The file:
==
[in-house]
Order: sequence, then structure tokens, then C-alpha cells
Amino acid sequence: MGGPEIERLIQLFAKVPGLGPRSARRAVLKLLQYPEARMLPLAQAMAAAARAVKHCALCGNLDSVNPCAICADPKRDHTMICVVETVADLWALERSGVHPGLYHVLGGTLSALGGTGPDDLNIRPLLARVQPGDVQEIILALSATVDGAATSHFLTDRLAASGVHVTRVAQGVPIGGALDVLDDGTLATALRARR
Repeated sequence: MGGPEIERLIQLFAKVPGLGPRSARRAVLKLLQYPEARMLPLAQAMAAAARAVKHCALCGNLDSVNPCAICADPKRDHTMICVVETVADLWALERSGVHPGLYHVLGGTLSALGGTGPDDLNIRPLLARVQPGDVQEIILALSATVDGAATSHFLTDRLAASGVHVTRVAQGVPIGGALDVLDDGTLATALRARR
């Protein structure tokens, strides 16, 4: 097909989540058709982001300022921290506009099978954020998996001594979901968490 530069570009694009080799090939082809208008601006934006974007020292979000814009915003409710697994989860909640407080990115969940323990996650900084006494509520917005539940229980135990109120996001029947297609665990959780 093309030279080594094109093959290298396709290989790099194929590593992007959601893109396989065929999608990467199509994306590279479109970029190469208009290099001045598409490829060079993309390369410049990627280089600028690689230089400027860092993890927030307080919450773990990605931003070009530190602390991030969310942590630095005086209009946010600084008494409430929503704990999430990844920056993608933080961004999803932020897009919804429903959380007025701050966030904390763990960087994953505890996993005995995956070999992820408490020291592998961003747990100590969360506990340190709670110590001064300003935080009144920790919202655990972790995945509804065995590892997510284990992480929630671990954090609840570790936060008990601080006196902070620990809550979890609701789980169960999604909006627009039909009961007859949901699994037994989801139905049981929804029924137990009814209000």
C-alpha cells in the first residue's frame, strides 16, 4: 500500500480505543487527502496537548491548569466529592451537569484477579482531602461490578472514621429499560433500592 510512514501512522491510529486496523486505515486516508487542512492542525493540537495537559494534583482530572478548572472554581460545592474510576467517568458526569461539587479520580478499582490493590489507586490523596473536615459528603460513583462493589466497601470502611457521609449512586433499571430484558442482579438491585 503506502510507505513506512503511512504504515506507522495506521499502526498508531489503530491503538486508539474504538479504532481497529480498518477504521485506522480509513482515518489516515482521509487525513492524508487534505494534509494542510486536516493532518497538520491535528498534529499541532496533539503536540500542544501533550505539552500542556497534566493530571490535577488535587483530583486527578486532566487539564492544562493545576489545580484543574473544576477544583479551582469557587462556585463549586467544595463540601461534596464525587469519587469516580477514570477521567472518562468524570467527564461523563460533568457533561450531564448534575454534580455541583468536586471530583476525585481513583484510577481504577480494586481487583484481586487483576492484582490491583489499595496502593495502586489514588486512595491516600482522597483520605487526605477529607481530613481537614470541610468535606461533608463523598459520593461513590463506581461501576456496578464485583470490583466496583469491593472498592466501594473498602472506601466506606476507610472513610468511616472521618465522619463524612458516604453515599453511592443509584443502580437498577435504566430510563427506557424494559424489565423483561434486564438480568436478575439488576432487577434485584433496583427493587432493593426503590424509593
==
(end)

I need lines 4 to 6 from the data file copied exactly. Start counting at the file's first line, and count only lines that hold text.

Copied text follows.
Repeated sequence: MGGPEIERLIQLFAKVPGLGPRSARRAVLKLLQYPEARMLPLAQAMAAAARAVKHCALCGNLDSVNPCAICADPKRDHTMICVVETVADLWALERSGVHPGLYHVLGGTLSALGGTGPDDLNIRPLLARVQPGDVQEIILALSATVDGAATSHFLTDRLAASGVHVTRVAQGVPIGGALDVLDDGTLATALRARR
């Protein structure tokens, strides 16, 4: 097909989540058709982001300022921290506009099978954020998996001594979901968490 530069570009694009080799090939082809208008601006934006974007020292979000814009915003409710697994989860909640407080990115969940323990996650900084006494509520917005539940229980135990109120996001029947297609665990959780 093309030279080594094109093959290298396709290989790099194929590593992007959601893109396989065929999608990467199509994306590279479109970029190469208009290099001045598409490829060079993309390369410049990627280089600028690689230089400027860092993890927030307080919450773990990605931003070009530190602390991030969310942590630095005086209009946010600084008494409430929503704990999430990844920056993608933080961004999803932020897009919804429903959380007025701050966030904390763990960087994953505890996993005995995956070999992820408490020291592998961003747990100590969360506990340190709670110590001064300003935080009144920790919202655990972790995945509804065995590892997510284990992480929630671990954090609840570790936060008990601080006196902070620990809550979890609701789980169960999604909006627009039909009961007859949901699994037994989801139905049981929804029924137990009814209000």
C-alpha cells in the first residue's frame, strides 16, 4: 500500500480505543487527502496537548491548569466529592451537569484477579482531602461490578472514621429499560433500592 510512514501512522491510529486496523486505515486516508487542512492542525493540537495537559494534583482530572478548572472554581460545592474510576467517568458526569461539587479520580478499582490493590489507586490523596473536615459528603460513583462493589466497601470502611457521609449512586433499571430484558442482579438491585 503506502510507505513506512503511512504504515506507522495506521499502526498508531489503530491503538486508539474504538479504532481497529480498518477504521485506522480509513482515518489516515482521509487525513492524508487534505494534509494542510486536516493532518497538520491535528498534529499541532496533539503536540500542544501533550505539552500542556497534566493530571490535577488535587483530583486527578486532566487539564492544562493545576489545580484543574473544576477544583479551582469557587462556585463549586467544595463540601461534596464525587469519587469516580477514570477521567472518562468524570467527564461523563460533568457533561450531564448534575454534580455541583468536586471530583476525585481513583484510577481504577480494586481487583484481586487483576492484582490491583489499595496502593495502586489514588486512595491516600482522597483520605487526605477529607481530613481537614470541610468535606461533608463523598459520593461513590463506581461501576456496578464485583470490583466496583469491593472498592466501594473498602472506601466506606476507610472513610468511616472521618465522619463524612458516604453515599453511592443509584443502580437498577435504566430510563427506557424494559424489565423483561434486564438480568436478575439488576432487577434485584433496583427493587432493593426503590424509593